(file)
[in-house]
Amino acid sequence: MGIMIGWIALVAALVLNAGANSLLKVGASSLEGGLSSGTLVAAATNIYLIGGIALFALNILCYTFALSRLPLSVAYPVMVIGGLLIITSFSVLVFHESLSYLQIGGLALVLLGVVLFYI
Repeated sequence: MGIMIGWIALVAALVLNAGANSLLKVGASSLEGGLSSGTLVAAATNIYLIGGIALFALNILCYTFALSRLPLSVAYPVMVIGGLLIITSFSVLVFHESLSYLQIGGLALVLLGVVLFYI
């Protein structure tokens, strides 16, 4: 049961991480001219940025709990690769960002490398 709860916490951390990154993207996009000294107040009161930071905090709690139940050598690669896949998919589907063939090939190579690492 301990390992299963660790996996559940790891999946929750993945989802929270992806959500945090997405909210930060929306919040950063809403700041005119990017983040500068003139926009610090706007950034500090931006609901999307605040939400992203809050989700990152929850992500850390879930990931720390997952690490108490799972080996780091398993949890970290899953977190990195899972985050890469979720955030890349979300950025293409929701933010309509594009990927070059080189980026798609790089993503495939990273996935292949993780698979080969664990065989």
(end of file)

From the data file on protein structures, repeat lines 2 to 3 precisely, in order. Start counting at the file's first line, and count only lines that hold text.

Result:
Amino acid sequence: MGIMIGWIALVAALVLNAGANSLLKVGASSLEGGLSSGTLVAAATNIYLIGGIALFALNILCYTFALSRLPLSVAYPVMVIGGLLIITSFSVLVFHESLSYLQIGGLALVLLGVVLFYI
Repeated sequence: MGIMIGWIALVAALVLNAGANSLLKVGASSLEGGLSSGTLVAAATNIYLIGGIALFALNILCYTFALSRLPLSVAYPVMVIGGLLIITSFSVLVFHESLSYLQIGGLALVLLGVVLFYI